Regarding that it's definitely the same over here, yet all the while this is going on new decentralized technologies are being introduced, like cryptocurrency, protocols like IPFS, and all the while copyrightless content continues to grow. In the realm of media and IT, at least, I do feel things are slowly going the right way, no matter the corporate setbacks regarding Net Neutrality that shizzle. When enough people are educated/enlightened regarding the limitations and injustices of current copyright practice, and centralized control, the moneyman minority won't be able to hold back the progress anymore. That's what I believe.

NeonSpider
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Response to Suggestion for infringing music 2018-03-08 09:24:45 Reply

At 3/8/18 09:07 AM, Cyberdevil wrote:
At 3/7/18 06:37 AM, NeonSpider wrote: There were things you could legally do in the 80s which are illegal today. Things which harmed no one. Things which were made illegal only because corporations -- big business -- decided they didn't like the freedoms that people had in regards to fair use rights, and so those very same corporations (rather than the people of the United States) lobbied the government and paid off various folks to get the laws they wanted.
Curious about these changes, any particular newer limitations that come to mind?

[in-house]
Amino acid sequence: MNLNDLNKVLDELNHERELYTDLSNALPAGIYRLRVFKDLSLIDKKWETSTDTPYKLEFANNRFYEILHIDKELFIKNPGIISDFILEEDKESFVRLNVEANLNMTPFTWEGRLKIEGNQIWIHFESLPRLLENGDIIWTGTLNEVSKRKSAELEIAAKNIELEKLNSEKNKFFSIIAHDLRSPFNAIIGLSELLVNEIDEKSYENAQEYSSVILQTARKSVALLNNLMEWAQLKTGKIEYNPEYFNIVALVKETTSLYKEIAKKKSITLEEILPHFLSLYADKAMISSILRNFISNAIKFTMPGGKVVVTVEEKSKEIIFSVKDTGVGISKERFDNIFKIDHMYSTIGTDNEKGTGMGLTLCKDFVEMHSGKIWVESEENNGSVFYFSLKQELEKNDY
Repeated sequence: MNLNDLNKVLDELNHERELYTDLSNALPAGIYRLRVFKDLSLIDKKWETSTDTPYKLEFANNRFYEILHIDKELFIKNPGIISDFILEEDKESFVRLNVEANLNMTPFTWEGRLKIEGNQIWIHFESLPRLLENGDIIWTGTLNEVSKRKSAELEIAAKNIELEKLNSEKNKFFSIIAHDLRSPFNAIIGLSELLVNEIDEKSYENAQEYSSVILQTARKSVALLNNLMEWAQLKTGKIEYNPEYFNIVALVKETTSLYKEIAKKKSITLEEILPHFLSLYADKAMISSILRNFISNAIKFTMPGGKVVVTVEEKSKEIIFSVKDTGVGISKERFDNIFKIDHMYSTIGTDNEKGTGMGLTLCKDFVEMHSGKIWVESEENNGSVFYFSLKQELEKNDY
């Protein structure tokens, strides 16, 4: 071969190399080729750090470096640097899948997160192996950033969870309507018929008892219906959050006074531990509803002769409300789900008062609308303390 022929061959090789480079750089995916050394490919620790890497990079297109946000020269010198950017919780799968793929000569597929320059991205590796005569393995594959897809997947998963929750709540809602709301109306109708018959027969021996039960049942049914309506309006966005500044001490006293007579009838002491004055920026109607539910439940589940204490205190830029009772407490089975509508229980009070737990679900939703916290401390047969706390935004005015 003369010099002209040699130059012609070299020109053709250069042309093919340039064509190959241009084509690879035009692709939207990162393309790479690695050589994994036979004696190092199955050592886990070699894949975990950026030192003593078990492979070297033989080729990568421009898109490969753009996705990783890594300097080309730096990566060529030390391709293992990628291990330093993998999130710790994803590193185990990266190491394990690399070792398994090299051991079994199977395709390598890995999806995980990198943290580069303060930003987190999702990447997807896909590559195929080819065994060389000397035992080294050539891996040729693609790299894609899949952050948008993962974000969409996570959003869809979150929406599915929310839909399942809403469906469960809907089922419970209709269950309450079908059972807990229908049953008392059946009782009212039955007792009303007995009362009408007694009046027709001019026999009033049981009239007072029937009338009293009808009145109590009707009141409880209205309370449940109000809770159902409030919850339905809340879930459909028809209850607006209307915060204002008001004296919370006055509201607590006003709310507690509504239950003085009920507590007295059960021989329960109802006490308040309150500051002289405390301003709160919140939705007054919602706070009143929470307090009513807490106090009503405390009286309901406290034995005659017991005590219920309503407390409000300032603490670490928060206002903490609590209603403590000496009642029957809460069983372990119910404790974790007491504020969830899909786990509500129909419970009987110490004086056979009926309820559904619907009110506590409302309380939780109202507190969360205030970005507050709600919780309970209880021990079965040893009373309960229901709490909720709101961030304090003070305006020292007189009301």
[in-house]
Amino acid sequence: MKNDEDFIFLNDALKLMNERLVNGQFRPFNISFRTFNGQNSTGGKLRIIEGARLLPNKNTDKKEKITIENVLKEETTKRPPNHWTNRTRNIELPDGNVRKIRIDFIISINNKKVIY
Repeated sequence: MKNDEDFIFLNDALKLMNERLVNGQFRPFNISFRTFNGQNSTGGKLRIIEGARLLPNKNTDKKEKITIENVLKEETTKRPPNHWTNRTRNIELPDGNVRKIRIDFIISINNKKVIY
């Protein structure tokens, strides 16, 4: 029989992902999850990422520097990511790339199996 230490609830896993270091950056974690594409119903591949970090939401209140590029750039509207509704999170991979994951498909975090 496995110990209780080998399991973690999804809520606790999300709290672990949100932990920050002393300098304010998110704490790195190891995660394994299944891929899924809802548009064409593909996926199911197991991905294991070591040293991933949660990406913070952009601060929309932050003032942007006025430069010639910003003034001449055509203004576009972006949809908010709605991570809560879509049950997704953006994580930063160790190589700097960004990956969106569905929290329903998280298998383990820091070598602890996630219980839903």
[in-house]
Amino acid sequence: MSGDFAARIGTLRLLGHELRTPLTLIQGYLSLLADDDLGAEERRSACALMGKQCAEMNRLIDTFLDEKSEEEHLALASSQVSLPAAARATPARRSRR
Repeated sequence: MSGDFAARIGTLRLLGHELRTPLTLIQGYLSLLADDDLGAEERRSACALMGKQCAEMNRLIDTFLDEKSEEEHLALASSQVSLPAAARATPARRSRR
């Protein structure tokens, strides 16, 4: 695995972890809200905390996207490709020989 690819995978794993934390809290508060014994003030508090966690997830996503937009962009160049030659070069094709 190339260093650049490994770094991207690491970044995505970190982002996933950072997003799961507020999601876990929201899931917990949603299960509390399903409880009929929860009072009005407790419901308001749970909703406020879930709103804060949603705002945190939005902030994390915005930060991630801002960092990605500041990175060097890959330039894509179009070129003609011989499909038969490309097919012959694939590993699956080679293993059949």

Pretty much everything went to crap after DMCA and Patriot Act. Those would be the main ones. But for example you could legally do certain types of reverse engineering in the 1980s which might get you in trouble nowadays.

There's a lot of fair use rights that you have, but the problem is newer laws effectively nullify them. Because, while you might have a base right to do a certain thing, yet the only way to do that thing is ruled illegal. So you really don't have the same fair use rights as in the past.

For example, you may have a legal right to reverse-engineer something. However, if you must break encryption to do so, that breaking of encryption is what tends to violate DMCA or similar. Thus you are legally prevented from exercising your fair use rights. You may technically still have those rights, but not legally being allowed to use them is equivalent to not having them.

If you want to keep up with this stuff just check around the EFF website and similar. It's all about your rights online.

Cyberdevil
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Response to Suggestion for infringing music 2018-03-08 11:07:49 Reply

At 3/8/18 09:24 AM, NeonSpider wrote: Pretty much everything went to crap after DMCA and Patriot Act. Those would be the main ones. But for example you could legally do certain types of reverse engineering in the 1980s which might get you in trouble nowadays.

Ah, both of those are indeed acts we don't have here. Similar counterparts maybe, but nothing really the same.

For example ... if you must break encryption to do so, that breaking of encryption is what tends to violate DMCA or similar. Thus you are legally prevented from exercising your fair use rights.

Seems for heavier IT work: heavier restrictions, and ones most people wouldn't know about either... interesting. Could definitely use some educating the masses on those parts.

If you want to keep up with this stuff just check around the EFF website and similar. It's all about your rights online.

Will do.